News flash

World Conference Literature Sale           August 7 to 21

How to Fundraise: Webinar Sunday, August 7

SAL Fundraiser: Webinar Sunday, August 28

RC Webinars listings through December 2022

New Online Workshop Guidelines Modifications


A Great Opportunity to Gather as Women

Last Sunday afternoon I held a women’s gathering at my house. I had been planning to do it since right after the U.S. presidential election, when I’d gone to several all-women’s gatherings and seen the need to share the tool of RC. The women had been talking about taking action politically but also wanting to see the world heal from all the divisions among different groups. This, as well as seeing that women needed to discharge about the election loss, helped me know that I had a great opportunity to gather my closest female friends and share more about myself and RC and what I spend so much time doing!

I was scared, but it was a perfect chance to decide-act-discharge and take some leadership in my wide-world community.

I invited my closest women friends who live in the area, some women I wanted to get closer to, and the women who had invited me to their gatherings. I cast a fairly wide net but also limited the group so I could think about everyone there to a certain extent.

Luckily, my Area’s monthly women’s support group met on the morning of the gathering, so I had some good female support right beforehand. I had a good session in the group, but some early fear came up and I ended up feeling shaky and restimulated and had a hard time getting my attention out. (Pushing oneself forward by taking leadership while simultaneously using RC can get at the good stuff!)

I asked my sister-in-law, who lives right below me and is in RC, to be my ally during the gathering. She was super-enthusiastic about what I was doing, and it helped to know that at least one person had my back [would support me].

Ten women ended up coming. Everyone socialized casually for about an hour while we waited for one of my closest and oldest friends to arrive. During this time I relaxed a bit. Seeing my great women friends getting to know and enjoy each other got my attention out.

Then we formed a circle in my living room. I told everyone why I had gathered them together, and each woman said how she knew me, why she was there, and something that was significant to her about the women’s marches, whether she had attended one or not. Quite a few women discharged as they said why it mattered to them to support me and my friendship, or to get together with other women, or both. I was surprised at the depth of the emotions people had about their connection with me, and I found it remarkable how eager they seemed to be to get together as women and talk about women’s issues and sexism in the current time.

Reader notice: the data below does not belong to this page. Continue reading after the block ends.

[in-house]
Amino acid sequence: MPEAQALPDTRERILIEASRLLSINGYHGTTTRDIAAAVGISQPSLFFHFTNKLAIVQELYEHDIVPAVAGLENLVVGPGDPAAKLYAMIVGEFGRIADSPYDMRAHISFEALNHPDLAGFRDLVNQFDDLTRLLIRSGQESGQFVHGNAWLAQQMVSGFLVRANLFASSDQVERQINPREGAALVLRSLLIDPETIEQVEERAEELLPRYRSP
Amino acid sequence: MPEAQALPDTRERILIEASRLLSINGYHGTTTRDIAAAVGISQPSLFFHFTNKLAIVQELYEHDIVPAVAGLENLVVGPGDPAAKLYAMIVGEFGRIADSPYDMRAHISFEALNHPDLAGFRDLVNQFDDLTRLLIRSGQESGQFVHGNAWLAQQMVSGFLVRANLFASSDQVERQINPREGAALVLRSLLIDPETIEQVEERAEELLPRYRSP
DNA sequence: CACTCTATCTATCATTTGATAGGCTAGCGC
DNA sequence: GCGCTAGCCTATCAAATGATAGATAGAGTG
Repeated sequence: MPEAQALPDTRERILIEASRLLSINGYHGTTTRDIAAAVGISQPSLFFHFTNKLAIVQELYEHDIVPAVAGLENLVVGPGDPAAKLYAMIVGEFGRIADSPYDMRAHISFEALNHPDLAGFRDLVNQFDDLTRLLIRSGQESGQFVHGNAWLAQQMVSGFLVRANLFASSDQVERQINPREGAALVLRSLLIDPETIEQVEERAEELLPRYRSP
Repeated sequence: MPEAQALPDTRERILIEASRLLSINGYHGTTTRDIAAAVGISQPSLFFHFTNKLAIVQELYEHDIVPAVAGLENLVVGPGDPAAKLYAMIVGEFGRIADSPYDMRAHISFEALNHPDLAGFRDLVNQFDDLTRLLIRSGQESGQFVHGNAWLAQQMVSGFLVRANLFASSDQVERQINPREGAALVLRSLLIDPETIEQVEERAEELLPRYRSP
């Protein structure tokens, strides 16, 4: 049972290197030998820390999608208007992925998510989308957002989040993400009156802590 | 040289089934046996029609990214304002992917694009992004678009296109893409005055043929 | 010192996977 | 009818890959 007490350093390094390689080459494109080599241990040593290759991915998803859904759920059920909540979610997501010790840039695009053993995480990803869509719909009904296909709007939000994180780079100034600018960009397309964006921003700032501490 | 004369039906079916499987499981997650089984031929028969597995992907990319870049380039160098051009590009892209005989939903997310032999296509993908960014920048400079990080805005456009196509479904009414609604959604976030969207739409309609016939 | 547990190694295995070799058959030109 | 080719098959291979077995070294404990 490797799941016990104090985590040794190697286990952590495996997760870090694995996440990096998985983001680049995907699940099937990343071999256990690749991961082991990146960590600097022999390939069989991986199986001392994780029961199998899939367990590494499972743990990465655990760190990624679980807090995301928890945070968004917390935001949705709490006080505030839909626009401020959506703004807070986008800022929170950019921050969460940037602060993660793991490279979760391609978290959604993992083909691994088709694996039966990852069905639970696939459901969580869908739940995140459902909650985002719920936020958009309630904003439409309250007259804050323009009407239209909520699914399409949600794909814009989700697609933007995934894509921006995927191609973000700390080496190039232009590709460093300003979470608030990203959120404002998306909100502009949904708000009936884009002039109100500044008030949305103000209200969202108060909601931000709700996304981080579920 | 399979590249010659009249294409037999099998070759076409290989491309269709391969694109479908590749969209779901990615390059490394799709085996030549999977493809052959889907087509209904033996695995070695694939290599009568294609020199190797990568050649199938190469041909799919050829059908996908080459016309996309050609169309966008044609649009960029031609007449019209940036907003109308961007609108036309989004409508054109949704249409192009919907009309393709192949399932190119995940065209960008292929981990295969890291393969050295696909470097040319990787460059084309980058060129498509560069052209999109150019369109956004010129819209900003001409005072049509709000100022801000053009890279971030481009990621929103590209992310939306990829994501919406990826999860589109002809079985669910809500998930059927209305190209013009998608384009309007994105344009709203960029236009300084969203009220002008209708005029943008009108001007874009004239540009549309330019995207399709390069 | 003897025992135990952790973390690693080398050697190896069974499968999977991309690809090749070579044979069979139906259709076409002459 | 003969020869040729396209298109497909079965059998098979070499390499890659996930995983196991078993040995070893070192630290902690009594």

Next I told them about my trip to Washington, D.C. (USA) for the Women’s March and about No Limits for Women. Then I gave a mini-introduction to RC and we did two short mini-sessions. For the first one, I asked them what had been hard about being a woman, or how sexism had affected them, in the past week. For the second one, I asked what had been hard for them about the post-election time. Finally, we did a quick attention-out go-around on what we liked about being female, something we liked about being together, and what we had learned that day.

Afterward people left quite quickly, and I had a hard time not feeling like they hadn’t liked what I had done. (In reality, it was 5:00 p.m. on a Sunday evening, all the mothers needed to get home to their families, and it was the end-time of the event.) I did some discharging, but it is taking time for me to see the significance of what I did and to be pleased with myself. Luckily, I know my chronic distress about feeling like I have to do everything perfectly and can see it as that. My sister-in-law said it went really well, and I was glad that at least she could tell!

Since Sunday, quite a few friends have let me know that the afternoon was significant to them. It has been helpful and sweet to hear these responses. One woman had a re-evaluation about how to approach a challenge in her relationship with her mother, and another asked to be included in any future groups like this.

Re-evaluation Counseling is so revolutionary. It can be scary to share it, because it goes so much against society’s messages about closeness, connection, and showing feelings. We are trained all our lives to keep a tight lid on all that!

Brook Broughton

San Francisco, California, USA

Reprinted from the RC e-mail discussion list for leaders of women

(Present Time 187, April 2017)

Last modified: 2020-07-17 20:50:52+00